6. Posthaven

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AG Beat told you how to back up your data when Posterous was acquired by Twitter after being touted as a simple blogging platform. One of its signature features was that it let you post to your blog from any email account or mobile device, so prolific bloggers could add new content all the time, quickly and easily. And this is what current blogging platforms are seeking to recapture in one way or another. Basic, quick, easy publication of your content. If you really miss Posterous, Posthaven, made by Posterous co-founder, Garry Tan, is available for $5/month. But, Tan has promised this site will never shut down, although I believe Twitter made the same promise when they acquired Posterous.

Since WordPress has made a move towards web sites and content management, it is refreshing to see there are new platforms emerging to offer some competition and avenues to get back to the basics of just blogging without a plethora of bells and whistles.

Jennifer Walpole is a Senior Staff Writer at The American Genius and holds a Master's degree in English from the University of Oklahoma. She is a science fiction fanatic and enjoys writing way more than she should. She dreams of being a screenwriter and seeing her work on the big screen in Hollywood one day.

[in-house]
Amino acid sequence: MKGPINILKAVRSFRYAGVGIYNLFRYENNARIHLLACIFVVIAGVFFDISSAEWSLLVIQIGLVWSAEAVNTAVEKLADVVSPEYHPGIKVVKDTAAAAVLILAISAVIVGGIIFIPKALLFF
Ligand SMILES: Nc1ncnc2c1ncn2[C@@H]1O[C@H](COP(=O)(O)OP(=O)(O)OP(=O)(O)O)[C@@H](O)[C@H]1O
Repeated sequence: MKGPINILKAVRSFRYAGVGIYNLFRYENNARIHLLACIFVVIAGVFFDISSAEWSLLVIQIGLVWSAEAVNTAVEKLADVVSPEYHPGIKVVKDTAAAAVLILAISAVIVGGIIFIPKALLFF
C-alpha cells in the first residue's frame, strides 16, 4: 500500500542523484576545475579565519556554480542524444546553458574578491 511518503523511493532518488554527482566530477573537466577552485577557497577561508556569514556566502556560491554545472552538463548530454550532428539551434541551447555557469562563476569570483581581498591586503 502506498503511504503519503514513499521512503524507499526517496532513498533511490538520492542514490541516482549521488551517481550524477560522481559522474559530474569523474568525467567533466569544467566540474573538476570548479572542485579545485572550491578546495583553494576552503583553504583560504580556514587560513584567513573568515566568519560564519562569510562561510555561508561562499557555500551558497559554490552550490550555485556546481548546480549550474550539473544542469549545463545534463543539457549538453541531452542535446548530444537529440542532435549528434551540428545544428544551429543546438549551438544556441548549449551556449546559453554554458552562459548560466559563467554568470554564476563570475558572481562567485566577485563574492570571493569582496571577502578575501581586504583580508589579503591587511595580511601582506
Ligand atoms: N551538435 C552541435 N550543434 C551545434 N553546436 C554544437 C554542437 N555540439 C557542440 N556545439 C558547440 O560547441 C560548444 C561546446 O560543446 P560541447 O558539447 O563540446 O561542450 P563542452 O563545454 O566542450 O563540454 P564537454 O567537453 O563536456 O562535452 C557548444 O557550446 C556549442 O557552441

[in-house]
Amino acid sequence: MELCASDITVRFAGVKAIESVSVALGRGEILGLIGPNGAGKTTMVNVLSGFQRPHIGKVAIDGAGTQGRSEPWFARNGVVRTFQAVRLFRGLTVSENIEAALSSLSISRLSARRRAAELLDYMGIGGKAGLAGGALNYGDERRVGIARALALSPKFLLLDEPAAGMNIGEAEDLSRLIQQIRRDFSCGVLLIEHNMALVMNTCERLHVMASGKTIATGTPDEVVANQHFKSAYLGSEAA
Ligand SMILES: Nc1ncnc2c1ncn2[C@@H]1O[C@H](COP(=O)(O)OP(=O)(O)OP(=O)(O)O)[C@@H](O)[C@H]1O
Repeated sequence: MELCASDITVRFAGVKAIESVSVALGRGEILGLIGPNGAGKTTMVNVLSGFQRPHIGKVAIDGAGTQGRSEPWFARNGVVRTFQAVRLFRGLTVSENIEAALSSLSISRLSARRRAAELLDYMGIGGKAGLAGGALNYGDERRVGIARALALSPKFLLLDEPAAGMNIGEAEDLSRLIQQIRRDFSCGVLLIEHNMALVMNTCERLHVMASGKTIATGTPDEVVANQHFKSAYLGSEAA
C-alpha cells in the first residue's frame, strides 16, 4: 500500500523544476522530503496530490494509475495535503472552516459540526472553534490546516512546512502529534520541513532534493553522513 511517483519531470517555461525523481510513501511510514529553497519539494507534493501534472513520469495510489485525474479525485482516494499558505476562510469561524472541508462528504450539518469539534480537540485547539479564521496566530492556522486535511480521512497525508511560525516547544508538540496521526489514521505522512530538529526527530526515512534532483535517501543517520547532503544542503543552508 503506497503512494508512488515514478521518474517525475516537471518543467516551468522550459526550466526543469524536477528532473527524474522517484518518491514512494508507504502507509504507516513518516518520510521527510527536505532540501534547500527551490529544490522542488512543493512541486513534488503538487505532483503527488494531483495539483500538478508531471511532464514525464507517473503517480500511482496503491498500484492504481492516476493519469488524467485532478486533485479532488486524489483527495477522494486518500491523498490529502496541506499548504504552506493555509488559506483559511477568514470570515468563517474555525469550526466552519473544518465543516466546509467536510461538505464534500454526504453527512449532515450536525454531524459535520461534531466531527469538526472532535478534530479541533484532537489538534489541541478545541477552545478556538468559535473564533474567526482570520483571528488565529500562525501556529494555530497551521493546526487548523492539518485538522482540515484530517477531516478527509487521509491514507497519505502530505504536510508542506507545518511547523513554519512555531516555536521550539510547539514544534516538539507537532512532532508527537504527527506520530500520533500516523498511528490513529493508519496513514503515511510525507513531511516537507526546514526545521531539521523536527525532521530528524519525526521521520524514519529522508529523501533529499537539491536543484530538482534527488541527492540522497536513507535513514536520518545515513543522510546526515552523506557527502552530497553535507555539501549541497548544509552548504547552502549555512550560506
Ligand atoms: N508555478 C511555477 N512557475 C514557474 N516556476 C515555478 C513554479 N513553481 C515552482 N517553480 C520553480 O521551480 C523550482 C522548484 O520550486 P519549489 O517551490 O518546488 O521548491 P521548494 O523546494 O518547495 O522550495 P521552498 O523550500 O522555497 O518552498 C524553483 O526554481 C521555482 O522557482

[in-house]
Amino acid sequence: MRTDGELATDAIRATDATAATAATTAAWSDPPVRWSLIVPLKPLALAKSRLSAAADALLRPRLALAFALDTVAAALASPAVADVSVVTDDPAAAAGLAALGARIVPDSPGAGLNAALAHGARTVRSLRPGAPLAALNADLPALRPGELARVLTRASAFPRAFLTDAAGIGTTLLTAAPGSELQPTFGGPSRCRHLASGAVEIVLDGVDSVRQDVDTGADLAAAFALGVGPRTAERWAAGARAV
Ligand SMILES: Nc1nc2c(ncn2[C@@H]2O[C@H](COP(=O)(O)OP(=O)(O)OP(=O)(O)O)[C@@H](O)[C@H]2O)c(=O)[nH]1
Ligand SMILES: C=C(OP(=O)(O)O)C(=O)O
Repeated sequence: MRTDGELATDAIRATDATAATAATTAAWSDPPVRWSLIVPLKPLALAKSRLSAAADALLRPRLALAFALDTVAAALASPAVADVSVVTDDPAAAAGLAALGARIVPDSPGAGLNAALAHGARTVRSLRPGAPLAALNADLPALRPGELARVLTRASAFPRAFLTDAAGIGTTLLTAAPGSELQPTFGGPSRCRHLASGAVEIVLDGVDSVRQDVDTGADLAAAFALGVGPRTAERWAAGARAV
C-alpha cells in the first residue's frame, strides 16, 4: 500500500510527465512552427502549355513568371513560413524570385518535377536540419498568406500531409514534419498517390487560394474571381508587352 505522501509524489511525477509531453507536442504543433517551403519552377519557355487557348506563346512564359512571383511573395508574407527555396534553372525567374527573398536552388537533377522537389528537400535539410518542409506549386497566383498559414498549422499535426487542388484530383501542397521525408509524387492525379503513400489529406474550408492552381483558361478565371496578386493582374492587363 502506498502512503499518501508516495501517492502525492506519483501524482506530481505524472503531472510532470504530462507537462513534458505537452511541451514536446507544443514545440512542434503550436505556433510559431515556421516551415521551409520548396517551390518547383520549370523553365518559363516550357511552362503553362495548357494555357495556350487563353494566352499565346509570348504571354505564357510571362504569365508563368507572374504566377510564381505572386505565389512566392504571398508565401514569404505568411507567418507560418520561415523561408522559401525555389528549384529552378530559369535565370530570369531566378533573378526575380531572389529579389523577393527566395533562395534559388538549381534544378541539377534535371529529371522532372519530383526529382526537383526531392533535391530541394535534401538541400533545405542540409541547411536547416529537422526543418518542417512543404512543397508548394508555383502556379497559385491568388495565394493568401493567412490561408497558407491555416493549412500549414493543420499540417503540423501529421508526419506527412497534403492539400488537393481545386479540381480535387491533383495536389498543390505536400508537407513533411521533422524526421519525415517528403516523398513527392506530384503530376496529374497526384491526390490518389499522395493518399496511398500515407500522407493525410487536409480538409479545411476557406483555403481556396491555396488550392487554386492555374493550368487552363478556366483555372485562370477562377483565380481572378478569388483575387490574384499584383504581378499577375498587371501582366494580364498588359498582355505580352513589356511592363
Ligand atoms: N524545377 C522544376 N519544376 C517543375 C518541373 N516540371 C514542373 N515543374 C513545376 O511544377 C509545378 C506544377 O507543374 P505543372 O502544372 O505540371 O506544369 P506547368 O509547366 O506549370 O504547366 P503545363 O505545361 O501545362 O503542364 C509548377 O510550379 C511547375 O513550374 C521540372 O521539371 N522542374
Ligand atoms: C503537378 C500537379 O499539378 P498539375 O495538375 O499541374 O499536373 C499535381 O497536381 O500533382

Tech News

Australia wants Facebook and Google to pay media royalties

Australia seeks to require Facebook and Google to pay royalties to media companies for use of news content on their platforms.

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Australia is in the process of requiring tech giants, Facebook and Alphabet, to pay royalties to Australian media companies for using their content. Australian Treasurer Josh Frydenberg announced the move the day after the US Congressional antitrust hearing that put the CEOs of Facebook, Alphabet, Amazon, and Apple back in the regulatory spotlight.

In addition to the pressure from the United States investigation into market control by these companies, global leaders are calling for similar regulations. Though none have been successful, media companies in Germany, France, and Spain have pushed for legislation to force Google to pay licensing fees to use their news content. Some companies have been pushing for this for years and yet, the tech giants keep dragging out their changes, even admitting their actions are wrong.

In 2019, the Australian government instructed Facebook and Google to negotiate voluntary deals with Australian media to use their content. The Australian government says the companies failed to follow through on the directive, and therefore will be forced to intervene. They have 45 days to reach an agreement in arbitration, after which the Australian Communications and Media Authority will create legally binding terms for the companies on behalf of the Australian government.

Google claims the web traffic that it drives to media websites should be compensation enough for the content. A Google representative in Australia asserts that the government regulations would constitute interference into market competition – which would be the point, Google!